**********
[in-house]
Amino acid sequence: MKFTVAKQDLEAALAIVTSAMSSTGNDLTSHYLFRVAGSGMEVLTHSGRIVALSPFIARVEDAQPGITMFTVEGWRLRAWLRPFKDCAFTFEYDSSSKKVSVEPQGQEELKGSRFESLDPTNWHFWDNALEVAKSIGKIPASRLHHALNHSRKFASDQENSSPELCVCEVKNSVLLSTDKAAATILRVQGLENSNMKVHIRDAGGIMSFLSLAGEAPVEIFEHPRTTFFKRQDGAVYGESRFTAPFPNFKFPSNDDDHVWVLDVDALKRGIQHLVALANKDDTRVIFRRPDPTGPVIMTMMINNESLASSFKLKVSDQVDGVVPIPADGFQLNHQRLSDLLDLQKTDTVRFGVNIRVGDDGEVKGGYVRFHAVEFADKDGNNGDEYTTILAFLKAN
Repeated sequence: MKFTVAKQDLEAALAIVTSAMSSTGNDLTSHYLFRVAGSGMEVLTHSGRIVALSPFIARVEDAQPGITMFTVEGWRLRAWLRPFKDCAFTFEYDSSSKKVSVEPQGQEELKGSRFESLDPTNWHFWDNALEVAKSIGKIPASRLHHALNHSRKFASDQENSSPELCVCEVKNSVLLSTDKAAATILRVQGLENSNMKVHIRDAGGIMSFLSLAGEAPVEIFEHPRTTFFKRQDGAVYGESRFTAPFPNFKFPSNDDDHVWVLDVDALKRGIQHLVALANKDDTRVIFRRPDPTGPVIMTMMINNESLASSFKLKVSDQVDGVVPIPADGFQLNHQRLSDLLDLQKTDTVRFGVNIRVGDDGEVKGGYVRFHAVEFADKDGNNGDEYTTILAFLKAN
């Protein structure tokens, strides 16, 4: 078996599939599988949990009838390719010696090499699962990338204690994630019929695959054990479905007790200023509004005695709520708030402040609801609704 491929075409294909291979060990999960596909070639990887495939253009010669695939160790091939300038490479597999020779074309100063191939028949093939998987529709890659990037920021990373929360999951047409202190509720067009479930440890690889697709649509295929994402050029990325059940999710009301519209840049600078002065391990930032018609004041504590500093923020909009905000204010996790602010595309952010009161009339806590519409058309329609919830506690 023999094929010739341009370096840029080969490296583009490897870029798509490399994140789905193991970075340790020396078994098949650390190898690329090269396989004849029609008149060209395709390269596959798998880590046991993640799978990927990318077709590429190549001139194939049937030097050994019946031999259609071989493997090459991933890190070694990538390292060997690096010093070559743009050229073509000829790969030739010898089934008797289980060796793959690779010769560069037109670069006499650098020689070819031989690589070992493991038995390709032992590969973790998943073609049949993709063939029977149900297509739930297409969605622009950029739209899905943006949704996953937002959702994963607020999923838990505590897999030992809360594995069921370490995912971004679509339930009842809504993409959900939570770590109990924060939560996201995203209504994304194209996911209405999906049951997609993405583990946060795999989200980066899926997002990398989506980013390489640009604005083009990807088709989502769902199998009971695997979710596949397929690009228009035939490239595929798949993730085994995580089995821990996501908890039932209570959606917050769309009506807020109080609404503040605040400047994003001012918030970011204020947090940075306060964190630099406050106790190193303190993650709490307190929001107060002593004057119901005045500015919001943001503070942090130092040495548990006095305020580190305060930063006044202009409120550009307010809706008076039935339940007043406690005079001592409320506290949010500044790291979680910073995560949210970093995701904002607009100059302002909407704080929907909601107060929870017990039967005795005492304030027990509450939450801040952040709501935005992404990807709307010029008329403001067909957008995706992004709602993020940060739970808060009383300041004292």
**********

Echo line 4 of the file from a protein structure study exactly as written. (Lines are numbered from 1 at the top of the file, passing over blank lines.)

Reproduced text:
């Protein structure tokens, strides 16, 4: 078996599939599988949990009838390719010696090499699962990338204690994630019929695959054990479905007790200023509004005695709520708030402040609801609704 491929075409294909291979060990999960596909070639990887495939253009010669695939160790091939300038490479597999020779074309100063191939028949093939998987529709890659990037920021990373929360999951047409202190509720067009479930440890690889697709649509295929994402050029990325059940999710009301519209840049600078002065391990930032018609004041504590500093923020909009905000204010996790602010595309952010009161009339806590519409058309329609919830506690 023999094929010739341009370096840029080969490296583009490897870029798509490399994140789905193991970075340790020396078994098949650390190898690329090269396989004849029609008149060209395709390269596959798998880590046991993640799978990927990318077709590429190549001139194939049937030097050994019946031999259609071989493997090459991933890190070694990538390292060997690096010093070559743009050229073509000829790969030739010898089934008797289980060796793959690779010769560069037109670069006499650098020689070819031989690589070992493991038995390709032992590969973790998943073609049949993709063939029977149900297509739930297409969605622009950029739209899905943006949704996953937002959702994963607020999923838990505590897999030992809360594995069921370490995912971004679509339930009842809504993409959900939570770590109990924060939560996201995203209504994304194209996911209405999906049951997609993405583990946060795999989200980066899926997002990398989506980013390489640009604005083009990807088709989502769902199998009971695997979710596949397929690009228009035939490239595929798949993730085994995580089995821990996501908890039932209570959606917050769309009506807020109080609404503040605040400047994003001012918030970011204020947090940075306060964190630099406050106790190193303190993650709490307190929001107060002593004057119901005045500015919001943001503070942090130092040495548990006095305020580190305060930063006044202009409120550009307010809706008076039935339940007043406690005079001592409320506290949010500044790291979680910073995560949210970093995701904002607009100059302002909407704080929907909601107060929870017990039967005795005492304030027990509450939450801040952040709501935005992404990807709307010029008329403001067909957008995706992004709602993020940060739970808060009383300041004292």